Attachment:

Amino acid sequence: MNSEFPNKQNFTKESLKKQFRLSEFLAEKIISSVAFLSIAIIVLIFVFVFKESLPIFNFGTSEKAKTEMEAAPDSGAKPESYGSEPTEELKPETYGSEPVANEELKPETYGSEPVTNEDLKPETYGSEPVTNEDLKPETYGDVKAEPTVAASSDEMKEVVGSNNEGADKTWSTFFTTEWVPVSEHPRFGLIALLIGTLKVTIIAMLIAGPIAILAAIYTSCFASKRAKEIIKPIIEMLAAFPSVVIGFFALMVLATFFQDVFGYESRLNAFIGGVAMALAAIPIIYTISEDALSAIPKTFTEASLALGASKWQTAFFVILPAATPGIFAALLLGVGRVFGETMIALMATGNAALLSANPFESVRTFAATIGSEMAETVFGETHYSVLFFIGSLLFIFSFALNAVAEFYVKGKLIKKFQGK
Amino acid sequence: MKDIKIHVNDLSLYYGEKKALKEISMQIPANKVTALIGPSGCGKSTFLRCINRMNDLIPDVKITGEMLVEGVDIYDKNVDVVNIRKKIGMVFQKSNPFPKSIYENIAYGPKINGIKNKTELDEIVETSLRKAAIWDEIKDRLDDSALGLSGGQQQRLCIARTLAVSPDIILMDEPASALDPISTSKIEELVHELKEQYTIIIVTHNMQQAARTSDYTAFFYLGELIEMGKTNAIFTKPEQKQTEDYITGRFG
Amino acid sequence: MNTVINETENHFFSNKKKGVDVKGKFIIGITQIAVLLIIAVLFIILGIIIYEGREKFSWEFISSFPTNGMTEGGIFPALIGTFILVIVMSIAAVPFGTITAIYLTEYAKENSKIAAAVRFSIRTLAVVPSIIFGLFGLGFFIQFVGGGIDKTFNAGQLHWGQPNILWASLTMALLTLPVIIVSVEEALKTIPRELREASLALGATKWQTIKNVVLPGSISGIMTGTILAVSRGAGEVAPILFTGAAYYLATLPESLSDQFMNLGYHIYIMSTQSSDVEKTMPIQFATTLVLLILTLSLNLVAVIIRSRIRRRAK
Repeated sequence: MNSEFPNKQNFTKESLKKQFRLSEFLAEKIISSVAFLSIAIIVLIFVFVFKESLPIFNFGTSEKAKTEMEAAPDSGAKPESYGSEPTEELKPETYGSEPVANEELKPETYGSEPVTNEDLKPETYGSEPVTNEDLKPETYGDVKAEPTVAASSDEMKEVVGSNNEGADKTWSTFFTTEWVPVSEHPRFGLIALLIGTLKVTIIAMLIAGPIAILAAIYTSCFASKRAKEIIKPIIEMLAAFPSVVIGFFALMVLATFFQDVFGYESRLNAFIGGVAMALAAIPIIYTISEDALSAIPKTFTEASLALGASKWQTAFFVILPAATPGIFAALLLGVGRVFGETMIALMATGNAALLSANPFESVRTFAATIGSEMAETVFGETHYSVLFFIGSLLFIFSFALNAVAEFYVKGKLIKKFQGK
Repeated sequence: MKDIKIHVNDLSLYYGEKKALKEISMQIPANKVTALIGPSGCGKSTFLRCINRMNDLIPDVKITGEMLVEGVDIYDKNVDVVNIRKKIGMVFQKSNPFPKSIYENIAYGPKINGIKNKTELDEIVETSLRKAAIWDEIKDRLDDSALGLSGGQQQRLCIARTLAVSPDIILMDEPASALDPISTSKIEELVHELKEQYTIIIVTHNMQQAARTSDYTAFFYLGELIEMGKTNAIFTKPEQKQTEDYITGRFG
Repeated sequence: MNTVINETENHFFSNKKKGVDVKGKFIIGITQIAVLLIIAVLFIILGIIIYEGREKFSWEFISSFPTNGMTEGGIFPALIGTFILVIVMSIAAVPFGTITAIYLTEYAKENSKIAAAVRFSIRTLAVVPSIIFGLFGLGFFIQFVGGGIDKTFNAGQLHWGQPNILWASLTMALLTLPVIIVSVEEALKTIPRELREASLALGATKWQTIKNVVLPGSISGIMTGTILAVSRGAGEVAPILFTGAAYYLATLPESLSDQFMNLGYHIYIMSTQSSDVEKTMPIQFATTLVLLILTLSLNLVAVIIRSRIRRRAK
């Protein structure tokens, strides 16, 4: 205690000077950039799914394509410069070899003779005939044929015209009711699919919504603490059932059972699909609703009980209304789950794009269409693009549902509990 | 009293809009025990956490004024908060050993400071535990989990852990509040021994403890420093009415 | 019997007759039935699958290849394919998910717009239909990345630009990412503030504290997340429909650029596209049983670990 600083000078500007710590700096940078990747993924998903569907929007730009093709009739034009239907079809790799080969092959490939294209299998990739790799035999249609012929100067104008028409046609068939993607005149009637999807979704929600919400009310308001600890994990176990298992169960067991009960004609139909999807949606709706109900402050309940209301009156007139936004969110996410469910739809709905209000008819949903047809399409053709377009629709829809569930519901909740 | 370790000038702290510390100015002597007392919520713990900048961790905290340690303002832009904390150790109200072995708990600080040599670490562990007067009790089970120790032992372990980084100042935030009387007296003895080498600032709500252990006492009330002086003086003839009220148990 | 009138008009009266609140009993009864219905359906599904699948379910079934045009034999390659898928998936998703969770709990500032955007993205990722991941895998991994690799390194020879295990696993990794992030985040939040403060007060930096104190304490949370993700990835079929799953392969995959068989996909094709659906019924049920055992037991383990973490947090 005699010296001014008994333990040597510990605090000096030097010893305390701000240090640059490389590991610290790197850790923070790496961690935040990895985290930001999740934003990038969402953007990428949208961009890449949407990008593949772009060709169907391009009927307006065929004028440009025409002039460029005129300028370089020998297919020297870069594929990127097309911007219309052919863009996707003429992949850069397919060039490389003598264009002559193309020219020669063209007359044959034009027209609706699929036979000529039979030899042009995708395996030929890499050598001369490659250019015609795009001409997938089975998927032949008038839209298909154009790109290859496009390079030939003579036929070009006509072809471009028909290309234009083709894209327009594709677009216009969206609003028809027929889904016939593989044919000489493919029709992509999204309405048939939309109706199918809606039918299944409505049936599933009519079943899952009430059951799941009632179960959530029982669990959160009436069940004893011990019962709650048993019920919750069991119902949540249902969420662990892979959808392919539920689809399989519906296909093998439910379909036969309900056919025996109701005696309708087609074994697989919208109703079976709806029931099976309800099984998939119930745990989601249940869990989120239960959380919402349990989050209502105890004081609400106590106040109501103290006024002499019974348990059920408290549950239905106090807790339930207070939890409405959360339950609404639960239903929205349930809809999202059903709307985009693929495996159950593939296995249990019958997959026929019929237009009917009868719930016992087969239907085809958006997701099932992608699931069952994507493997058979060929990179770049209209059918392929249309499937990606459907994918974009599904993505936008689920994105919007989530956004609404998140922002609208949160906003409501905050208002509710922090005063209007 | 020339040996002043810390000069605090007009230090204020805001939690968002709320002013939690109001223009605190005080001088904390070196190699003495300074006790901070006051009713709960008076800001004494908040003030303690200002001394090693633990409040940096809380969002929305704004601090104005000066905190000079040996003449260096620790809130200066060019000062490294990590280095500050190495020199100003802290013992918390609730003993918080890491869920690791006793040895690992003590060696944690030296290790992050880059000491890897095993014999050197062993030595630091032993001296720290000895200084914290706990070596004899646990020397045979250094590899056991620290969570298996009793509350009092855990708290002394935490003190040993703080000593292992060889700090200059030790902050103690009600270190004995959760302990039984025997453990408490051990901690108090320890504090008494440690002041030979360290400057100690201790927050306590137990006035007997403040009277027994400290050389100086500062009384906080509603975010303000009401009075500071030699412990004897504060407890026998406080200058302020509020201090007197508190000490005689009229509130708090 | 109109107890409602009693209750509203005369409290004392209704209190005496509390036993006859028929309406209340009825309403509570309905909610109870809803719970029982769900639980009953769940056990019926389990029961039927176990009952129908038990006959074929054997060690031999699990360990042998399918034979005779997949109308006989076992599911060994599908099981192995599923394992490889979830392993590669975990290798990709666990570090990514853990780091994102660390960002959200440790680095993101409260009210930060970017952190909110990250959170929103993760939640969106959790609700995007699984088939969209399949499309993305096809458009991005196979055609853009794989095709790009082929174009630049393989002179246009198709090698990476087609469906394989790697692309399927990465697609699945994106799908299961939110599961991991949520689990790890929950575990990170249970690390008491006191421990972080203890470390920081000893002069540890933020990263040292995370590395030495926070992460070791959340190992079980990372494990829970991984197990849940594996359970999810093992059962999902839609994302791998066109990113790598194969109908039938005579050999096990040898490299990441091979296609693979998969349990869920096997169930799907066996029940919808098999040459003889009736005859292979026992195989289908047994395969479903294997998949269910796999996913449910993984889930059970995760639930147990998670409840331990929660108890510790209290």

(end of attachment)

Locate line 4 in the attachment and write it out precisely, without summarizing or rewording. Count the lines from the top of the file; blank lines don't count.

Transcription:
Repeated sequence: MNSEFPNKQNFTKESLKKQFRLSEFLAEKIISSVAFLSIAIIVLIFVFVFKESLPIFNFGTSEKAKTEMEAAPDSGAKPESYGSEPTEELKPETYGSEPVANEELKPETYGSEPVTNEDLKPETYGSEPVTNEDLKPETYGDVKAEPTVAASSDEMKEVVGSNNEGADKTWSTFFTTEWVPVSEHPRFGLIALLIGTLKVTIIAMLIAGPIAILAAIYTSCFASKRAKEIIKPIIEMLAAFPSVVIGFFALMVLATFFQDVFGYESRLNAFIGGVAMALAAIPIIYTISEDALSAIPKTFTEASLALGASKWQTAFFVILPAATPGIFAALLLGVGRVFGETMIALMATGNAALLSANPFESVRTFAATIGSEMAETVFGETHYSVLFFIGSLLFIFSFALNAVAEFYVKGKLIKKFQGK